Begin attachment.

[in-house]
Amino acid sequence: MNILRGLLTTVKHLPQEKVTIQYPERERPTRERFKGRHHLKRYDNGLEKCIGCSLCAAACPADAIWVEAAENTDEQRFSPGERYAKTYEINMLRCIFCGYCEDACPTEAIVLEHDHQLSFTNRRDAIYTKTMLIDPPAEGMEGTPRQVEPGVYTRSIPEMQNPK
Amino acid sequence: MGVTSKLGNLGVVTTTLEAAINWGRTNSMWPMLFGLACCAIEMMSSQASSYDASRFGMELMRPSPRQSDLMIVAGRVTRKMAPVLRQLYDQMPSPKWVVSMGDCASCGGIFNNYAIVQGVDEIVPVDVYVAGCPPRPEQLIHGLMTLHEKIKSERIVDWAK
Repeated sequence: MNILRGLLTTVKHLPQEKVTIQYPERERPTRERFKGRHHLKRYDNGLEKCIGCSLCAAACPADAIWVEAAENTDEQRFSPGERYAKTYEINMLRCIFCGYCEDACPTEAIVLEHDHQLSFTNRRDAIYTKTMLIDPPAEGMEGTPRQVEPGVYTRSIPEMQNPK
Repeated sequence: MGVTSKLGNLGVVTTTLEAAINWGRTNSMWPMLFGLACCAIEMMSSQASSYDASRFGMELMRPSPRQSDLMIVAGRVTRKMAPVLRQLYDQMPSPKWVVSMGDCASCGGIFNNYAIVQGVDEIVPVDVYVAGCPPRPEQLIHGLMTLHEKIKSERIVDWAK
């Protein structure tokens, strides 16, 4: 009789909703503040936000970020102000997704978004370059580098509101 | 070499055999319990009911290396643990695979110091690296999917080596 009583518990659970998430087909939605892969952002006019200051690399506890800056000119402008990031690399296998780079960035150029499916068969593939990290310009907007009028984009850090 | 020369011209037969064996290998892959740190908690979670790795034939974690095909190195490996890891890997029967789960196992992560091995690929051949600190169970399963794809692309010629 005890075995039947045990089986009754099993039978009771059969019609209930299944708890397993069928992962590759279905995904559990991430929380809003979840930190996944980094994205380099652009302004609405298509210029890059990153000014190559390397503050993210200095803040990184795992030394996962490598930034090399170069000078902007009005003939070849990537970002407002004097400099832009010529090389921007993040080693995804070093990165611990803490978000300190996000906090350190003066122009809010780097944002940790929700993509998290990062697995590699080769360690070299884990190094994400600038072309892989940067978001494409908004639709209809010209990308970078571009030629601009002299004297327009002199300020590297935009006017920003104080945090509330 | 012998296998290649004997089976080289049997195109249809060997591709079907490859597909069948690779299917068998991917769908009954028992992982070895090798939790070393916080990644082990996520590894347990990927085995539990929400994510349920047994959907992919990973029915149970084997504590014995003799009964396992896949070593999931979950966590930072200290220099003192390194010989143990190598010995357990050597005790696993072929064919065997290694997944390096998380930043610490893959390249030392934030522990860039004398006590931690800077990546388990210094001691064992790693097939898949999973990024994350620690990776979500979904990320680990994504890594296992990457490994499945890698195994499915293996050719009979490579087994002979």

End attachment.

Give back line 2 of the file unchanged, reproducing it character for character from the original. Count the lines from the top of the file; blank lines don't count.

Amino acid sequence: MNILRGLLTTVKHLPQEKVTIQYPERERPTRERFKGRHHLKRYDNGLEKCIGCSLCAAACPADAIWVEAAENTDEQRFSPGERYAKTYEINMLRCIFCGYCEDACPTEAIVLEHDHQLSFTNRRDAIYTKTMLIDPPAEGMEGTPRQVEPGVYTRSIPEMQNPK